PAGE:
CAMBRIDGE, Mass. — As darkness falls on Harvard Square, students wrapped tight against the freezing cold hustle down icy, red-brick sidewalks and past snow banks, eager to reach the warmth of dorms and libraries.
One man, underdressed in a light jacket and baseball hat, paces impatiently at the basement door of the University Lutheran Church.
He's waiting for the Harvard Square Homeless Shelter to open.
Every night from Nov. 15 to April 15, the shelter brings together students from one of the world's wealthiest and most prestigious universities with neighbors struggling to survive on the fringes of society. It touts itself as the only homeless shelter in the nation run entirely by college students.
"When I got on campus, I saw a really strong juxtaposition between the wealth, prestige and power of the university compared with the plight of so many people in the square," said Jonathan Warsh, who in addition to being co-administrative director of the shelter is a senior from Bloomfield Hills, Mich., studying government and health policy. "It's too easy to get trapped in the ivory tower."
The emergency shelter opened in 1983. The church, though not affiliated with Harvard, is surrounded by university buildings in the heart of Harvard Square, as the neighborhood around the university is known. The church rents the space to the shelter for a nominal fee that covers expenses.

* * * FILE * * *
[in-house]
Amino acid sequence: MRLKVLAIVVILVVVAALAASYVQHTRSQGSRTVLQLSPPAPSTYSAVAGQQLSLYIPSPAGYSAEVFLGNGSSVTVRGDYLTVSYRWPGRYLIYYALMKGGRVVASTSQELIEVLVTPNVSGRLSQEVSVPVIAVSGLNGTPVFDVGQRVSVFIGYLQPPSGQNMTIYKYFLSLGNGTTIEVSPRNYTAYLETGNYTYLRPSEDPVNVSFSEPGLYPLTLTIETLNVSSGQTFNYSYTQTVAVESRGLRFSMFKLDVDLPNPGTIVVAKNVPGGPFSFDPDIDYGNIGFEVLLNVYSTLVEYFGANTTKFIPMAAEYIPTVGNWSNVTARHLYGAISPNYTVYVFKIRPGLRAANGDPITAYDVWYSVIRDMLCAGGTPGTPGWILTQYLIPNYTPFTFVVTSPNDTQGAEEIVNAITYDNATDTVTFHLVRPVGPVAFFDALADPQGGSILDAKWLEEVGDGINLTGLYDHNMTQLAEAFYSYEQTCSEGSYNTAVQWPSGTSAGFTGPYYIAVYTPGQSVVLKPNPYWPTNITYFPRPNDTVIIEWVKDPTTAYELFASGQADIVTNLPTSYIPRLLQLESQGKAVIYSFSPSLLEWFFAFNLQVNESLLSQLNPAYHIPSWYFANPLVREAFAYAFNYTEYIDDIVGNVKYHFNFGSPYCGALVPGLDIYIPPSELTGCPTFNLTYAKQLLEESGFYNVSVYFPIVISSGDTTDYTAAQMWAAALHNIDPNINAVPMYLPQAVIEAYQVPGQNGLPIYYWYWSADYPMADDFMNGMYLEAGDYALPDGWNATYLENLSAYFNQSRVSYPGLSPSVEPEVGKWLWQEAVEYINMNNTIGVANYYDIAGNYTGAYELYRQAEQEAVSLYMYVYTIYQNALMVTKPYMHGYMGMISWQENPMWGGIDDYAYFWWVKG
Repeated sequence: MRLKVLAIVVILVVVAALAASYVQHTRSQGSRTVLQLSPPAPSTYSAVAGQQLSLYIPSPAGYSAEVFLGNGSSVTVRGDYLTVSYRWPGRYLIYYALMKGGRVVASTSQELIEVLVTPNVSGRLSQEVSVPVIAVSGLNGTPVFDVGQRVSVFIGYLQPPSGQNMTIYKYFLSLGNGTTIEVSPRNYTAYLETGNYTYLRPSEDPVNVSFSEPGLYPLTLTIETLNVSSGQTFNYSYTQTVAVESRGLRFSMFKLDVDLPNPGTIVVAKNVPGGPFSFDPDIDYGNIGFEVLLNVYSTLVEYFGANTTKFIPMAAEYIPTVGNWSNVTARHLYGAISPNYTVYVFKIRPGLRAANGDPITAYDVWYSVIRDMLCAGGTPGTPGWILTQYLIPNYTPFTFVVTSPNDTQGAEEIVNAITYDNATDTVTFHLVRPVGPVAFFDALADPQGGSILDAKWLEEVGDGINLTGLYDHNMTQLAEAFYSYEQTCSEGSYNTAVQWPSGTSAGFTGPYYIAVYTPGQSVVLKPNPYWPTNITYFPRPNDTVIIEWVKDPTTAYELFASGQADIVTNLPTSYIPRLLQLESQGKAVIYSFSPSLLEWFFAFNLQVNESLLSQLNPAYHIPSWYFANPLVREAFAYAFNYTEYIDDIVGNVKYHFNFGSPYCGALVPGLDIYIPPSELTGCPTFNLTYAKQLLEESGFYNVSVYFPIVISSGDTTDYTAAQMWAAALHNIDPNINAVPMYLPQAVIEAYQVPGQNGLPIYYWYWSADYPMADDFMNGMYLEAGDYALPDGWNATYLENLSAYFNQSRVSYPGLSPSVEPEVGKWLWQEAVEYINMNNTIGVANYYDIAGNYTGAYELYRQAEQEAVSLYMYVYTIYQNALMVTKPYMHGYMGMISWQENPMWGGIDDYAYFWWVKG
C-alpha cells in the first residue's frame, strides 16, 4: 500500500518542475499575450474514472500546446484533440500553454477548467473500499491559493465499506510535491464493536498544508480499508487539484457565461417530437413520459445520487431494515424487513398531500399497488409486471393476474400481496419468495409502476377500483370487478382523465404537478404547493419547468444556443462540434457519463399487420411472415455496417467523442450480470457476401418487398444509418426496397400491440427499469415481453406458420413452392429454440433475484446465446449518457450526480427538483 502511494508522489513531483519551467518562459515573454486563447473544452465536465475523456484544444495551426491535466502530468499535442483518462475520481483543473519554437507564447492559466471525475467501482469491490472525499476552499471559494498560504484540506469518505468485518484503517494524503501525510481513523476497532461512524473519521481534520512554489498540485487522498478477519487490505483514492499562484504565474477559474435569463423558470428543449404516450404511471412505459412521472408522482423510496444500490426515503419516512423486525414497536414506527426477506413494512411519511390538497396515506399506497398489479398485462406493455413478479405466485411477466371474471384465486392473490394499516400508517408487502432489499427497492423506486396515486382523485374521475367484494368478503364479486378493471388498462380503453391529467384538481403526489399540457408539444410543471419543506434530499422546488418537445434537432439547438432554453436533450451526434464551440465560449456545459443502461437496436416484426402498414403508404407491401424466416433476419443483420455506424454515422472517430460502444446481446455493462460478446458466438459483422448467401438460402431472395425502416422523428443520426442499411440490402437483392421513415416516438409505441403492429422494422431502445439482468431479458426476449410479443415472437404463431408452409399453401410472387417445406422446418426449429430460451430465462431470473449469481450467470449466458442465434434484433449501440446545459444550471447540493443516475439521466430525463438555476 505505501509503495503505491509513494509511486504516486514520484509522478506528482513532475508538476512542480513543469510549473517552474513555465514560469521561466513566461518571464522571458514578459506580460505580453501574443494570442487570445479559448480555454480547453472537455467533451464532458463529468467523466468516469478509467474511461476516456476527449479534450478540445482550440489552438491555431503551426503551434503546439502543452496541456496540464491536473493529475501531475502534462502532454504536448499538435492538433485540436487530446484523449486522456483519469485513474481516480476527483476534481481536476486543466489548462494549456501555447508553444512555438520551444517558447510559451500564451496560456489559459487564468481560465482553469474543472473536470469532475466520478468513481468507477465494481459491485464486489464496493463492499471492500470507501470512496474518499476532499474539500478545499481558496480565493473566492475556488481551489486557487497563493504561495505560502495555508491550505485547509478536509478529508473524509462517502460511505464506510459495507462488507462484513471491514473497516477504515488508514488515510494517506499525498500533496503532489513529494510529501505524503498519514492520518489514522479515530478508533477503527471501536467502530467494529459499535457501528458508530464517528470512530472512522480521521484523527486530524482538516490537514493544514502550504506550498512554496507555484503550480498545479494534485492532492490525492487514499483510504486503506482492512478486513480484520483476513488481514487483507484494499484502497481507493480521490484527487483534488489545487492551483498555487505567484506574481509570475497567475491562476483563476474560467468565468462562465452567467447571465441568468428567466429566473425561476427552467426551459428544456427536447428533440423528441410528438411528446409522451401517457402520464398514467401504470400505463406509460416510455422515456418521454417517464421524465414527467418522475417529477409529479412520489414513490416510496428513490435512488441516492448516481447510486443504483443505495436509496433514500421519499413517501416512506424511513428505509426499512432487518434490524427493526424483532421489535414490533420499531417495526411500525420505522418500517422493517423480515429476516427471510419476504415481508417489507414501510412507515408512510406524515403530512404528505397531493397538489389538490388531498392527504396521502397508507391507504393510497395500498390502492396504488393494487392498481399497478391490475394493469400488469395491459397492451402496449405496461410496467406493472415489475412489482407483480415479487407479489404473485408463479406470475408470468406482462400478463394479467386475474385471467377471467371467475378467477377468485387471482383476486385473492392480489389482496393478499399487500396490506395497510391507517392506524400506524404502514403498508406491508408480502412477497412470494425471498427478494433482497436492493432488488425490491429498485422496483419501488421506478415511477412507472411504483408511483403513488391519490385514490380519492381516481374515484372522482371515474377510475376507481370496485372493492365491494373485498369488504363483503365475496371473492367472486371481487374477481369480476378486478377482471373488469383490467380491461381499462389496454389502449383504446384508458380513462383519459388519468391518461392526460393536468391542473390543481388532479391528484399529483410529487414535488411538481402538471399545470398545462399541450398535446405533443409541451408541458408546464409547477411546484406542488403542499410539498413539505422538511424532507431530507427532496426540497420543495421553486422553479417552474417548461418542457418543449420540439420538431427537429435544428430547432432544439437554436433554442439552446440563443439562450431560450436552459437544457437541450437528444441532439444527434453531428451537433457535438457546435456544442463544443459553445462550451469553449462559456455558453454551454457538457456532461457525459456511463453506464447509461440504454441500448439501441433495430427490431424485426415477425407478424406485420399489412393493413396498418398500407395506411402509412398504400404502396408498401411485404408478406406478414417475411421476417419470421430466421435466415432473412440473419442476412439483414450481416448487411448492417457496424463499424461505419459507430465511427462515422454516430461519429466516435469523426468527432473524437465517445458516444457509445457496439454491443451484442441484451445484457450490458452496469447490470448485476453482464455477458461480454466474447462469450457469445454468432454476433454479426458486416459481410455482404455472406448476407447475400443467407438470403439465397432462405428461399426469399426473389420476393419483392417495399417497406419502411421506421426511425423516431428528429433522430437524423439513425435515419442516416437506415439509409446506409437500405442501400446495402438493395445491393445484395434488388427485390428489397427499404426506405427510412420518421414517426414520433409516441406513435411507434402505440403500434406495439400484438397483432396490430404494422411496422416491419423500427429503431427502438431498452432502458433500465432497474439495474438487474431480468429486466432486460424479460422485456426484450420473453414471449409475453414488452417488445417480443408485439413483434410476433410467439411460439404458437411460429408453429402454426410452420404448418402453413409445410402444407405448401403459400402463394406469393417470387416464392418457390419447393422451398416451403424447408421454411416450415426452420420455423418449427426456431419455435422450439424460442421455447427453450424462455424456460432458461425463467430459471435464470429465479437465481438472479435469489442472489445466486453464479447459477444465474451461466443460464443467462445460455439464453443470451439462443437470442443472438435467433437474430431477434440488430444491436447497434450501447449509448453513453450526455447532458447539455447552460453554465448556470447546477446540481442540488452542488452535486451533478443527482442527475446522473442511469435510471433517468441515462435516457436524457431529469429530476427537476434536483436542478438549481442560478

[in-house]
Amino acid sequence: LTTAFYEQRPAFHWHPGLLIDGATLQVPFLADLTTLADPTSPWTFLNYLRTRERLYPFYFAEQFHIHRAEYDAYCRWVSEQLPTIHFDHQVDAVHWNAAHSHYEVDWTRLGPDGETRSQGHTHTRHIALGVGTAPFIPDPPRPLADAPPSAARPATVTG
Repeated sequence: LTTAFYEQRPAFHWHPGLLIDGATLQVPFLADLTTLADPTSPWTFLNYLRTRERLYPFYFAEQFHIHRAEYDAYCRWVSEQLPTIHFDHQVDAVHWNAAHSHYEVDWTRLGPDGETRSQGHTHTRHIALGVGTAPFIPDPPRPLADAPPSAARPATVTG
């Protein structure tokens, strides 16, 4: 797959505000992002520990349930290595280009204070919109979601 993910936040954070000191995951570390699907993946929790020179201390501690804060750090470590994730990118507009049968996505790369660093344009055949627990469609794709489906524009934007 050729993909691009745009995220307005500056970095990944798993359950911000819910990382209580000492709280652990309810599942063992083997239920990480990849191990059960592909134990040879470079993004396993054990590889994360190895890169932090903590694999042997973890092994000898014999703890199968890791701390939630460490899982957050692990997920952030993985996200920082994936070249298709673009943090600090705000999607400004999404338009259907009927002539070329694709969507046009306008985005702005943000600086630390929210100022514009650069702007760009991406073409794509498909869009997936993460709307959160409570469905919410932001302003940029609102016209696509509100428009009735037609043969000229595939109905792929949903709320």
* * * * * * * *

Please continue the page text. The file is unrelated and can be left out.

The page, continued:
The square, with its confusing maze of busy, one-way streets, is a study in contrasts. The sidewalks are lined with an eclectic mix of unique stores, bookshops and restaurants geared toward the students and the wealthy, all in the shadow of the university. The subway entrance that serves as the square's hub, though, is a gathering spot for the homeless and panhandlers, drawn by the heavy foot traffic.
The shelter has 24 staff members, all Harvard undergraduates, as well as about 200 other volunteers, mostly students. The shelter has an annual budget of $60,000. The money comes from sources including state and federal grants, the shelter's own fundraising arm, area businesses, and volunteer alumni. It has beds for 20 men and four women and is full to capacity and beyond each night.
The students handle every aspect of running the shelter: keeping track of money, procuring food and other donations, cooking, washing dishes, sweeping. In addition to the dining and sleeping area, there's a small library and computer room, men's and women's showers, a laundry room, and a kitchen.
They push a shopping cart down slippery streets to pick up food donated by Harvard's dining halls. The students also serve meals at the door to people who don't have a bed inside.
They stay awake in the wee hours of the morning, studying, while Harvard Square's homeless sleep.
"These kids are awesome," said a shelter guest who wanted to be identified only as Kevin out of worries his family would find out he was homeless. "I wouldn't be able to do anything without this place."
He once lived in an affluent Boston suburb, but financial struggles brought on in part by a divorce put him on the streets, where he can't make ends meet, even with a job.